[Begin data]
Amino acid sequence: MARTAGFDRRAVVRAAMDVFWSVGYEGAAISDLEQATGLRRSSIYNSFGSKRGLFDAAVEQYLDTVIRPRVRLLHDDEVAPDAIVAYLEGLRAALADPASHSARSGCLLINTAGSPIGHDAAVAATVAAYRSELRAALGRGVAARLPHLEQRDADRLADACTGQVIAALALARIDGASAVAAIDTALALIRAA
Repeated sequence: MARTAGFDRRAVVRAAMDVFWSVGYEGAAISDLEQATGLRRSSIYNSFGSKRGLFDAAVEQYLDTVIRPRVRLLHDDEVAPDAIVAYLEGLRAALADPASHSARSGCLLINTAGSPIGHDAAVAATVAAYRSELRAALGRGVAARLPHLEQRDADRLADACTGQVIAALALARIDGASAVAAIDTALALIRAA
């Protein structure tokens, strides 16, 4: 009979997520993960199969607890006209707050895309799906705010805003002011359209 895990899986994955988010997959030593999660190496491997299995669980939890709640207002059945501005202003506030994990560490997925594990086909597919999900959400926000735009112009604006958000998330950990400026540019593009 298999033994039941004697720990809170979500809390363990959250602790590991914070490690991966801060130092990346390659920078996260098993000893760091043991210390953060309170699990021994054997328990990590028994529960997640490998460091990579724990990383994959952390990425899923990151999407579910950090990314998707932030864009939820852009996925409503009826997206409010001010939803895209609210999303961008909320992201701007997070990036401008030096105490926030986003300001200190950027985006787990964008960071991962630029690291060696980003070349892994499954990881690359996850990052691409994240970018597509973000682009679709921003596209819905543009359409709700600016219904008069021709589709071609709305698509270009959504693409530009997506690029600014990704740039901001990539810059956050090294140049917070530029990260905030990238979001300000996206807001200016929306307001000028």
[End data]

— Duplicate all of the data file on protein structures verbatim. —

Amino acid sequence: MARTAGFDRRAVVRAAMDVFWSVGYEGAAISDLEQATGLRRSSIYNSFGSKRGLFDAAVEQYLDTVIRPRVRLLHDDEVAPDAIVAYLEGLRAALADPASHSARSGCLLINTAGSPIGHDAAVAATVAAYRSELRAALGRGVAARLPHLEQRDADRLADACTGQVIAALALARIDGASAVAAIDTALALIRAA
Repeated sequence: MARTAGFDRRAVVRAAMDVFWSVGYEGAAISDLEQATGLRRSSIYNSFGSKRGLFDAAVEQYLDTVIRPRVRLLHDDEVAPDAIVAYLEGLRAALADPASHSARSGCLLINTAGSPIGHDAAVAATVAAYRSELRAALGRGVAARLPHLEQRDADRLADACTGQVIAALALARIDGASAVAAIDTALALIRAA
């Protein structure tokens, strides 16, 4: 009979997520993960199969607890006209707050895309799906705010805003002011359209 895990899986994955988010997959030593999660190496491997299995669980939890709640207002059945501005202003506030994990560490997925594990086909597919999900959400926000735009112009604006958000998330950990400026540019593009 298999033994039941004697720990809170979500809390363990959250602790590991914070490690991966801060130092990346390659920078996260098993000893760091043991210390953060309170699990021994054997328990990590028994529960997640490998460091990579724990990383994959952390990425899923990151999407579910950090990314998707932030864009939820852009996925409503009826997206409010001010939803895209609210999303961008909320992201701007997070990036401008030096105490926030986003300001200190950027985006787990964008960071991962630029690291060696980003070349892994499954990881690359996850990052691409994240970018597509973000682009679709921003596209819905543009359409709700600016219904008069021709589709071609709305698509270009959504693409530009997506690029600014990704740039901001990539810059956050090294140049917070530029990260905030990238979001300000996206807001200016929306307001000028």